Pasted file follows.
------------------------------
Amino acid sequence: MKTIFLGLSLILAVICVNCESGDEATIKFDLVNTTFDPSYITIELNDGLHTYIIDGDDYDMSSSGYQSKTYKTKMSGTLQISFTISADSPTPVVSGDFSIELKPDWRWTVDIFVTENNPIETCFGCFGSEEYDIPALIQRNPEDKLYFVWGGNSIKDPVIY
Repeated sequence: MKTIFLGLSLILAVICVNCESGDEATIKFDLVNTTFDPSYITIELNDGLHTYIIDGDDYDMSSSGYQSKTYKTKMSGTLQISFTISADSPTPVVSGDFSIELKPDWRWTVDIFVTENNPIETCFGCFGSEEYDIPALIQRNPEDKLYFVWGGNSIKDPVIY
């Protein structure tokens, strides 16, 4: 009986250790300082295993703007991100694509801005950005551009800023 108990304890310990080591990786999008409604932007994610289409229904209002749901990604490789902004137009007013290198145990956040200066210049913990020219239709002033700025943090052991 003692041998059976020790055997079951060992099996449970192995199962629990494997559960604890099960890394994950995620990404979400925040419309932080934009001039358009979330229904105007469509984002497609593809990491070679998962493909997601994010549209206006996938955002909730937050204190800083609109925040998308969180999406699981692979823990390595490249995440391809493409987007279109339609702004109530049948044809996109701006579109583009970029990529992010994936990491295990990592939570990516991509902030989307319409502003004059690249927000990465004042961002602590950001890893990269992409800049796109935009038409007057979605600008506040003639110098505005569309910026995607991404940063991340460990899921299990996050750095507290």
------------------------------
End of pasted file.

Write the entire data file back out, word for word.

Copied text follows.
Amino acid sequence: MKTIFLGLSLILAVICVNCESGDEATIKFDLVNTTFDPSYITIELNDGLHTYIIDGDDYDMSSSGYQSKTYKTKMSGTLQISFTISADSPTPVVSGDFSIELKPDWRWTVDIFVTENNPIETCFGCFGSEEYDIPALIQRNPEDKLYFVWGGNSIKDPVIY
Repeated sequence: MKTIFLGLSLILAVICVNCESGDEATIKFDLVNTTFDPSYITIELNDGLHTYIIDGDDYDMSSSGYQSKTYKTKMSGTLQISFTISADSPTPVVSGDFSIELKPDWRWTVDIFVTENNPIETCFGCFGSEEYDIPALIQRNPEDKLYFVWGGNSIKDPVIY
């Protein structure tokens, strides 16, 4: 009986250790300082295993703007991100694509801005950005551009800023 108990304890310990080591990786999008409604932007994610289409229904209002749901990604490789902004137009007013290198145990956040200066210049913990020219239709002033700025943090052991 003692041998059976020790055997079951060992099996449970192995199962629990494997559960604890099960890394994950995620990404979400925040419309932080934009001039358009979330229904105007469509984002497609593809990491070679998962493909997601994010549209206006996938955002909730937050204190800083609109925040998308969180999406699981692979823990390595490249995440391809493409987007279109339609702004109530049948044809996109701006579109583009970029990529992010994936990491295990990592939570990516991509902030989307319409502003004059690249927000990465004042961002602590950001890893990269992409800049796109935009038409007057979605600008506040003639110098505005569309910026995607991404940063991340460990899921299990996050750095507290």